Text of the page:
Yesterday, British prime minister Theresa May said that Russia had 24 hours to respond to accusations that it had poisoned a former spy in Salisbury using an extremely rare nerve agent. But today, Russia's foreign minister said that it would not cooperate without getting samples of the nerve agent.
"Russia is ready to cooperate in accordance with the convention to ban chemical weapons if the United Kingdom will deign to fulfil its obligations according to the same convention," said Sergei Lavrov, Russia's Foreign Minister, at a press conference today.
Lavrov insisted that he had yet to receive a formal complaint from the UK and that Russia would be happy to help with any investigation if it were provided with samples of the nerve agent. Even without any such samples, however, Russia solidly refuted the British prime minister's conclusion. "Russia is not responsible," Lavrov said.
The poison is classified in a family of nerve agents called Novichok and is believed to have been used to incapacitate former double agent Sergei Skripal and his daughter earlier this month. Skripal, a former Russian military intelligence officer, was arrested by the Kremlin for spying in 2006 and was released in a prisoner exchange in 2010. He's been living in Britain ever since.
Skripal, his daughter, and the first police officer on the scene are all still in critical condition.
Theresa May delivered a harsh rebuke of Russia in parliament on Monday, accusing the country of using a chemical weapon against Skripal and stating that there would be some kind of response soon.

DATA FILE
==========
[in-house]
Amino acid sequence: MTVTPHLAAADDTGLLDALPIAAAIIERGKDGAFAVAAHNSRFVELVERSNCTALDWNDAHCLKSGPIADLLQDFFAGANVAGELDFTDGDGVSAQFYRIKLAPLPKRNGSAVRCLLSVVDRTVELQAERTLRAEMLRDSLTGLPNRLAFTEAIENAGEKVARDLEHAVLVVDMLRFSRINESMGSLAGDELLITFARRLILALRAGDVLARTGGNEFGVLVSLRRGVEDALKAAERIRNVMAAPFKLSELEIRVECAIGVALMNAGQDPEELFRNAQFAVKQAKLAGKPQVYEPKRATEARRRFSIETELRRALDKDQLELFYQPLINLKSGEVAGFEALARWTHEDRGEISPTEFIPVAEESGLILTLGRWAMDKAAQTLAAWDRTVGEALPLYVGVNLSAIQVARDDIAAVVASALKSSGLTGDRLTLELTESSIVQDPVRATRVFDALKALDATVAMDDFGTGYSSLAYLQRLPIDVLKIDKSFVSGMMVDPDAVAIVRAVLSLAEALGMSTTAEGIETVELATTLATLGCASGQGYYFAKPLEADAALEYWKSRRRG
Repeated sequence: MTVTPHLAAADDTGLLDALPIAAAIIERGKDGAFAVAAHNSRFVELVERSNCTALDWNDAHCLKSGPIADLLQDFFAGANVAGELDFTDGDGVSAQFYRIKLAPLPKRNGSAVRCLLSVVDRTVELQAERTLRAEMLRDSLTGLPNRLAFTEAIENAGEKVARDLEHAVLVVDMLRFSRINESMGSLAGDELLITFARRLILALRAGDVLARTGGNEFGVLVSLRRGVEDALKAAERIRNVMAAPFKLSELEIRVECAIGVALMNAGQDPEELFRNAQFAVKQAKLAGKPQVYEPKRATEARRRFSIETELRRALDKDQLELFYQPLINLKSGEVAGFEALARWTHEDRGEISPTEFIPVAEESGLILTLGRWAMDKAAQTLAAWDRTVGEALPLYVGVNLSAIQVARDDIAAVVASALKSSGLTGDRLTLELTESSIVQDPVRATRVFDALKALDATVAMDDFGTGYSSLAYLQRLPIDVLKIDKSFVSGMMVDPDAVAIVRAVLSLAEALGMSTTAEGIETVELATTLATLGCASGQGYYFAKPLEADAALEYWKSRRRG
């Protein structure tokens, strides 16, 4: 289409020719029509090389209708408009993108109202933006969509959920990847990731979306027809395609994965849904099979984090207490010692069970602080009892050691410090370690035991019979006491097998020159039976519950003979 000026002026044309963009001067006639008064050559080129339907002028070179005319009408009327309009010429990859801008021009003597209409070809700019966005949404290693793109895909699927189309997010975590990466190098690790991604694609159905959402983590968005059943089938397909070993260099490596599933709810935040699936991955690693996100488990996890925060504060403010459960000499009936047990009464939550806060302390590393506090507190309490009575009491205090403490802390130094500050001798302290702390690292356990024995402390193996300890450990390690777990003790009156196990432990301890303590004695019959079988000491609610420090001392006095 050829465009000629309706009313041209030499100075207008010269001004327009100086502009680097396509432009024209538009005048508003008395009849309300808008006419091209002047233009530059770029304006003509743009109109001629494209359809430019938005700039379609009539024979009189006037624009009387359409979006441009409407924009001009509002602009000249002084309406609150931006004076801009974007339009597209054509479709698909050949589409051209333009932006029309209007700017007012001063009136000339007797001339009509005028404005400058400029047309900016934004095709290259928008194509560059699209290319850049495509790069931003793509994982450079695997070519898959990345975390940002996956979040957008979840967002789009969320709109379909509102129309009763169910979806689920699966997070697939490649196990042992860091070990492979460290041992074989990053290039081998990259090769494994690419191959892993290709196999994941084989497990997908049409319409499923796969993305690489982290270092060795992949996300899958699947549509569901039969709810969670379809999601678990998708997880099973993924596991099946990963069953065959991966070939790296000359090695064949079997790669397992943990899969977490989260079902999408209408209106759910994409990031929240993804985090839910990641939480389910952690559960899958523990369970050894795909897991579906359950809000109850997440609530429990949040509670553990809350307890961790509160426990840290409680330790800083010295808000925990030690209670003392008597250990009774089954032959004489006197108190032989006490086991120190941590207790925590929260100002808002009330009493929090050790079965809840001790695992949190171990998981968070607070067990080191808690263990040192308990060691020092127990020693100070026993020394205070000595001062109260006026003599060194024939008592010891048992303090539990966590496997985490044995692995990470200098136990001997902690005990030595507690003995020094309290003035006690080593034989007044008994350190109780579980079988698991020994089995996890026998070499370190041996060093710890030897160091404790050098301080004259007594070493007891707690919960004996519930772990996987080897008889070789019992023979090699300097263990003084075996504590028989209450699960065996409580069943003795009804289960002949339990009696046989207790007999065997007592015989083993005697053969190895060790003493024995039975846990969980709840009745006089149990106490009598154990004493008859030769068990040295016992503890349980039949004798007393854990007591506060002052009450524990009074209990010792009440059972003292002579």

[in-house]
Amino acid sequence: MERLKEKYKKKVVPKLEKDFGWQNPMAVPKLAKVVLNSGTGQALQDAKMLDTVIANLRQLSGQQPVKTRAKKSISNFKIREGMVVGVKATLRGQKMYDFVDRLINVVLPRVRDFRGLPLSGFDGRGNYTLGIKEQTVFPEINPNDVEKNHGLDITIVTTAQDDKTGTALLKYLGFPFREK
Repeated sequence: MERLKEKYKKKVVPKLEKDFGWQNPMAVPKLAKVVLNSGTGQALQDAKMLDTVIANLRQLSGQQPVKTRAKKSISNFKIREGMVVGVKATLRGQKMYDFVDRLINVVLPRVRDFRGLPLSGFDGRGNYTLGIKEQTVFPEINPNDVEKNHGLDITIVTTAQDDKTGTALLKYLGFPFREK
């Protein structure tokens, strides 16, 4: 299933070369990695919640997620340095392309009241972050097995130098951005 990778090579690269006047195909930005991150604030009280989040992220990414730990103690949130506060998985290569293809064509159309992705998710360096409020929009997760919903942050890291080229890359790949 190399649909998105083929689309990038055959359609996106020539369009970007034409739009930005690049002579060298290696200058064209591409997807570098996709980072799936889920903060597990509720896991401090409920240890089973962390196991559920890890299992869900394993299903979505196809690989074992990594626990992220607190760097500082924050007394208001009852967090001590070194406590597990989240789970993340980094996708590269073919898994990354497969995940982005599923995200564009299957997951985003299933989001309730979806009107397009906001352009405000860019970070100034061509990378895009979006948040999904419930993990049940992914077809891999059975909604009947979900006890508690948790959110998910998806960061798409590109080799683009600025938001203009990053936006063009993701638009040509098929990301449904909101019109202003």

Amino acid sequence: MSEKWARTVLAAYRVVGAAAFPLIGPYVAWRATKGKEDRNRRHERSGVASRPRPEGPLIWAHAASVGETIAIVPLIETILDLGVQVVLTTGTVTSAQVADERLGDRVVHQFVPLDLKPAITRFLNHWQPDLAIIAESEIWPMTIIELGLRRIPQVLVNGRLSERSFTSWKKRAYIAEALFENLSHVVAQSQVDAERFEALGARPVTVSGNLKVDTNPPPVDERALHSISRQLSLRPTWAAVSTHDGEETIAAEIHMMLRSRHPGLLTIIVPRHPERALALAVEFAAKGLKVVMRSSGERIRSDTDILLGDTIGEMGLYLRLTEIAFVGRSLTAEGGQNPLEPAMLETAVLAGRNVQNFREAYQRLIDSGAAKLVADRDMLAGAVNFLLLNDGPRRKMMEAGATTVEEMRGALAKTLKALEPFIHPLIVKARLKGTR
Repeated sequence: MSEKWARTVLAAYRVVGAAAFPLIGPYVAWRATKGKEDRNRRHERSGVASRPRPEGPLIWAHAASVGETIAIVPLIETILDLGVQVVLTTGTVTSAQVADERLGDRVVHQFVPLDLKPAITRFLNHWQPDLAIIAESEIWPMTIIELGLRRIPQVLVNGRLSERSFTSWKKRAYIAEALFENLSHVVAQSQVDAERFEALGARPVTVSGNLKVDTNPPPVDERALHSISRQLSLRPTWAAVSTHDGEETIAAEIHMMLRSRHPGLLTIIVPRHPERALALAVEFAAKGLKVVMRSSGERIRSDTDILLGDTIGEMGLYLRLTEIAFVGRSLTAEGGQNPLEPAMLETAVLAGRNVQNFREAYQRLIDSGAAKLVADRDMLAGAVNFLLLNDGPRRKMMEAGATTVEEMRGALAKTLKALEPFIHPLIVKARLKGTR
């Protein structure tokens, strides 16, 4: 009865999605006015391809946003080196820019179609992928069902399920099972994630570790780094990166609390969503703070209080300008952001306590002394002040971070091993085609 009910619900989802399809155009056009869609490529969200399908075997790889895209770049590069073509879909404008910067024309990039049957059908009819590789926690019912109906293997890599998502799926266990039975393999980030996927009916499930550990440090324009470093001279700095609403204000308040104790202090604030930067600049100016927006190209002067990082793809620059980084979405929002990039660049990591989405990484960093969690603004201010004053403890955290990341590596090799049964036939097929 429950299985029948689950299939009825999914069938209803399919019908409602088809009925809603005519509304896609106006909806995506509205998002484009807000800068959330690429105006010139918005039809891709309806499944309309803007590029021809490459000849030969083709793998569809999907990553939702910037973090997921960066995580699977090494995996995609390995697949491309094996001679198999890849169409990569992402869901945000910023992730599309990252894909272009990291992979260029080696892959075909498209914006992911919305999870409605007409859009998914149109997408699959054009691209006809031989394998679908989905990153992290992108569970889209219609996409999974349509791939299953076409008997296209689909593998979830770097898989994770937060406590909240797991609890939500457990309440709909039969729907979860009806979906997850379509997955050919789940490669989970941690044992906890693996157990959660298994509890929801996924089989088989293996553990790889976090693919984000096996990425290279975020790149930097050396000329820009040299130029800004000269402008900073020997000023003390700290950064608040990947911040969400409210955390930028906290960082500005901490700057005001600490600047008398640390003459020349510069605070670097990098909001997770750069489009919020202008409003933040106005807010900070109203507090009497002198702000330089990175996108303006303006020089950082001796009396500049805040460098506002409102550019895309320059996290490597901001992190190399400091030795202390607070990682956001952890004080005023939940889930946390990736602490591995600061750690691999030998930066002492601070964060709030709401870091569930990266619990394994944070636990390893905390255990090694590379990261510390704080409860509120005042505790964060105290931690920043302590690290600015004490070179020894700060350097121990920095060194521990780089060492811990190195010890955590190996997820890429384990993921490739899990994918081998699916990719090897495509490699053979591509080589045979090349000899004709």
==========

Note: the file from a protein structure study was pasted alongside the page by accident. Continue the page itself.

"This attempted murder, using a weapons-grade nerve agent in a British town, was not just a crime against the Skripals. It was an indiscriminate and reckless act against the United Kingdom, putting the lives of innocent civilians at risk. And we will not tolerate such a brazen attempt to murder innocent civilians on our soil," said May.
"Should there be no credible response, we will conclude that this action amounts to an unlawful use of force by the Russian state against the United Kingdom."
So what does a British response look like? That's very unclear at this point. Britain could do anything from expel Russian diplomats in the country to sanction Russian state media such as RT. Tough financial sanctions against Russia are also on the table and the most extreme response could involve putting more troops in Russia's neighbouring countries such as Estonia. But nobody knows for sure yet precisely what route the UK will choose.
For its part, the White House has been pretty quiet when it comes to the poisoning story. White House press secretary Sarah Sanders expressed solidarity with the UK yesterday, but refused to utter the word "Russia".
"We've been monitoring the incident closely, take it very seriously," Sanders said. "The use of a highly lethal nerve agent against UK citizens on UK soil is an outrage. The attack was reckless, indiscriminate and irresponsible. We offer the fullest condemnation."
"So you're not saying that Russia was behind this then?" asked White House reporter Zeke Miller.
"Right now we are standing with our UK ally," Sanders said. "I think they're still working through even some of the details of that. We are going to continue to work with the UK."